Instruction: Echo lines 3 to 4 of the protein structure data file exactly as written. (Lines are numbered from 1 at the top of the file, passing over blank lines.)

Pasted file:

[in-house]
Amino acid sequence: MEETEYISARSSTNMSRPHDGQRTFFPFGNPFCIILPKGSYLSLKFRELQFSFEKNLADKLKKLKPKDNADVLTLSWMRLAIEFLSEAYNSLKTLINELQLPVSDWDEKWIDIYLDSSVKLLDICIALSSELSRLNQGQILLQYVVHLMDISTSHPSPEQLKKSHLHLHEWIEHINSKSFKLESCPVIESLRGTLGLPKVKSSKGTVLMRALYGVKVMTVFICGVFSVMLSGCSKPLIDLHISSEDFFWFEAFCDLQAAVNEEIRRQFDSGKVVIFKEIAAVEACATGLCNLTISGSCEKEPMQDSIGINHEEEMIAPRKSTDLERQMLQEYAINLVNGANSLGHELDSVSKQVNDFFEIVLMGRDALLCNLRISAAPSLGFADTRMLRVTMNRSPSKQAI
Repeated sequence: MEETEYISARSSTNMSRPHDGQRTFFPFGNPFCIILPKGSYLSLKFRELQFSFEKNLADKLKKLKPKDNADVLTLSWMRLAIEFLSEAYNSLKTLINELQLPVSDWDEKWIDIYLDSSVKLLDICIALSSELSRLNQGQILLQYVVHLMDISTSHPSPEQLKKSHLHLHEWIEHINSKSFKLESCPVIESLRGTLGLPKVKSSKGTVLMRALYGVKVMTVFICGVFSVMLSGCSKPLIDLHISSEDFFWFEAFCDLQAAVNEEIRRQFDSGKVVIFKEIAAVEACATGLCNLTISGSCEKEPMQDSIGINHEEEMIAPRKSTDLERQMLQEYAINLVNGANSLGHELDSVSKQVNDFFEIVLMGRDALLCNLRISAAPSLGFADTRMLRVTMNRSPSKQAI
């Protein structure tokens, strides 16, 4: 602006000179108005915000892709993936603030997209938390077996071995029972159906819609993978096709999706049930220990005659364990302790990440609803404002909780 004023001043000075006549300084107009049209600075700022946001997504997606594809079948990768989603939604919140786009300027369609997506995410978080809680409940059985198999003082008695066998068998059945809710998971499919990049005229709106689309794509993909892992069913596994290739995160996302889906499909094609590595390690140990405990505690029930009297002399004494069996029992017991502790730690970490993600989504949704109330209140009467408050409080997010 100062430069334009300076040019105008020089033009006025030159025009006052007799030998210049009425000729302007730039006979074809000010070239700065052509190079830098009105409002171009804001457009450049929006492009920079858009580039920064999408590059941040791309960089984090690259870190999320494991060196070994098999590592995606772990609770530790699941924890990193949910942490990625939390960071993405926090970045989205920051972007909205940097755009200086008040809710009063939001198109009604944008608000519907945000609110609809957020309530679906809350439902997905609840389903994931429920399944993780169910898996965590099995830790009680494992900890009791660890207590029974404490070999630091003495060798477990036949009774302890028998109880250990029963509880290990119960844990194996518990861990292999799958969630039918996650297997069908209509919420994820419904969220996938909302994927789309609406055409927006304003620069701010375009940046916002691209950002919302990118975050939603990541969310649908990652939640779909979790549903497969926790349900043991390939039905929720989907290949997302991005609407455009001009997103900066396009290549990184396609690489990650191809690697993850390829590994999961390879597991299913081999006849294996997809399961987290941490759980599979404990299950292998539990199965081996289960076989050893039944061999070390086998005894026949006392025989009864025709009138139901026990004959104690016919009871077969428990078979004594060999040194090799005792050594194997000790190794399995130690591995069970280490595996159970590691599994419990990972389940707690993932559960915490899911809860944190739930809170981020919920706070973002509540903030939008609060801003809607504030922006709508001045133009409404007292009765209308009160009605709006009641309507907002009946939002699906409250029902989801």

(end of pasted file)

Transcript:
Repeated sequence: MEETEYISARSSTNMSRPHDGQRTFFPFGNPFCIILPKGSYLSLKFRELQFSFEKNLADKLKKLKPKDNADVLTLSWMRLAIEFLSEAYNSLKTLINELQLPVSDWDEKWIDIYLDSSVKLLDICIALSSELSRLNQGQILLQYVVHLMDISTSHPSPEQLKKSHLHLHEWIEHINSKSFKLESCPVIESLRGTLGLPKVKSSKGTVLMRALYGVKVMTVFICGVFSVMLSGCSKPLIDLHISSEDFFWFEAFCDLQAAVNEEIRRQFDSGKVVIFKEIAAVEACATGLCNLTISGSCEKEPMQDSIGINHEEEMIAPRKSTDLERQMLQEYAINLVNGANSLGHELDSVSKQVNDFFEIVLMGRDALLCNLRISAAPSLGFADTRMLRVTMNRSPSKQAI
């Protein structure tokens, strides 16, 4: 602006000179108005915000892709993936603030997209938390077996071995029972159906819609993978096709999706049930220990005659364990302790990440609803404002909780 004023001043000075006549300084107009049209600075700022946001997504997606594809079948990768989603939604919140786009300027369609997506995410978080809680409940059985198999003082008695066998068998059945809710998971499919990049005229709106689309794509993909892992069913596994290739995160996302889906499909094609590595390690140990405990505690029930009297002399004494069996029992017991502790730690970490993600989504949704109330209140009467408050409080997010 100062430069334009300076040019105008020089033009006025030159025009006052007799030998210049009425000729302007730039006979074809000010070239700065052509190079830098009105409002171009804001457009450049929006492009920079858009580039920064999408590059941040791309960089984090690259870190999320494991060196070994098999590592995606772990609770530790699941924890990193949910942490990625939390960071993405926090970045989205920051972007909205940097755009200086008040809710009063939001198109009604944008608000519907945000609110609809957020309530679906809350439902997905609840389903994931429920399944993780169910898996965590099995830790009680494992900890009791660890207590029974404490070999630091003495060798477990036949009774302890028998109880250990029963509880290990119960844990194996518990861990292999799958969630039918996650297997069908209509919420994820419904969220996938909302994927789309609406055409927006304003620069701010375009940046916002691209950002919302990118975050939603990541969310649908990652939640779909979790549903497969926790349900043991390939039905929720989907290949997302991005609407455009001009997103900066396009290549990184396609690489990650191809690697993850390829590994999961390879597991299913081999006849294996997809399961987290941490759980599979404990299950292998539990199965081996289960076989050893039944061999070390086998005894026949006392025989009864025709009138139901026990004959104690016919009871077969428990078979004594060999040194090799005792050594194997000790190794399995130690591995069970280490595996159970590691599994419990990972389940707690993932559960915490899911809860944190739930809170981020919920706070973002509540903030939008609060801003809607504030922006709508001045133009409404007292009765209308009160009605709006009641309507907002009946939002699906409250029902989801």